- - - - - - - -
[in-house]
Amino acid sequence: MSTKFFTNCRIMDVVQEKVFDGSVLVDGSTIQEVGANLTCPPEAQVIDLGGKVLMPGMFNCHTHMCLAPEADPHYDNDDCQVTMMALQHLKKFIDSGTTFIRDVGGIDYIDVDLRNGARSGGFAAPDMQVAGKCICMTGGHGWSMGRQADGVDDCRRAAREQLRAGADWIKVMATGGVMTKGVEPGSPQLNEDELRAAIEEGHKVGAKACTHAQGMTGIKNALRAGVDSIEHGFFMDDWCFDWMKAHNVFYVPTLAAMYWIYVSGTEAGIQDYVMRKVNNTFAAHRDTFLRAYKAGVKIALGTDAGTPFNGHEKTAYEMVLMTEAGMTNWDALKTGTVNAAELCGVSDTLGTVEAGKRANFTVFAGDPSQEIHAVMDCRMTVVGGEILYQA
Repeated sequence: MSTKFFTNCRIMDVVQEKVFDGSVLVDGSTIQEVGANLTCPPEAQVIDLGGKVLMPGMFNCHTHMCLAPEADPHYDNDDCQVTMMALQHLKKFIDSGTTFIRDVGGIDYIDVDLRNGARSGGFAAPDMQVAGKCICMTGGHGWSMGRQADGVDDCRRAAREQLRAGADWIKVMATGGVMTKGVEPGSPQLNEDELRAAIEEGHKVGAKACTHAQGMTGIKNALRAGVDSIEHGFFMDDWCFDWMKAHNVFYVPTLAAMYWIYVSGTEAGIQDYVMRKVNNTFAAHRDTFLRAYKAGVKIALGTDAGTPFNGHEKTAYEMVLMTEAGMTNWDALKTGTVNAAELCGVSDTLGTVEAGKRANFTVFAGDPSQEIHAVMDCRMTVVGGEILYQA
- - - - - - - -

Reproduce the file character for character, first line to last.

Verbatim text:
[in-house]
Amino acid sequence: MSTKFFTNCRIMDVVQEKVFDGSVLVDGSTIQEVGANLTCPPEAQVIDLGGKVLMPGMFNCHTHMCLAPEADPHYDNDDCQVTMMALQHLKKFIDSGTTFIRDVGGIDYIDVDLRNGARSGGFAAPDMQVAGKCICMTGGHGWSMGRQADGVDDCRRAAREQLRAGADWIKVMATGGVMTKGVEPGSPQLNEDELRAAIEEGHKVGAKACTHAQGMTGIKNALRAGVDSIEHGFFMDDWCFDWMKAHNVFYVPTLAAMYWIYVSGTEAGIQDYVMRKVNNTFAAHRDTFLRAYKAGVKIALGTDAGTPFNGHEKTAYEMVLMTEAGMTNWDALKTGTVNAAELCGVSDTLGTVEAGKRANFTVFAGDPSQEIHAVMDCRMTVVGGEILYQA
Repeated sequence: MSTKFFTNCRIMDVVQEKVFDGSVLVDGSTIQEVGANLTCPPEAQVIDLGGKVLMPGMFNCHTHMCLAPEADPHYDNDDCQVTMMALQHLKKFIDSGTTFIRDVGGIDYIDVDLRNGARSGGFAAPDMQVAGKCICMTGGHGWSMGRQADGVDDCRRAAREQLRAGADWIKVMATGGVMTKGVEPGSPQLNEDELRAAIEEGHKVGAKACTHAQGMTGIKNALRAGVDSIEHGFFMDDWCFDWMKAHNVFYVPTLAAMYWIYVSGTEAGIQDYVMRKVNNTFAAHRDTFLRAYKAGVKIALGTDAGTPFNGHEKTAYEMVLMTEAGMTNWDALKTGTVNAAELCGVSDTLGTVEAGKRANFTVFAGDPSQEIHAVMDCRMTVVGGEILYQA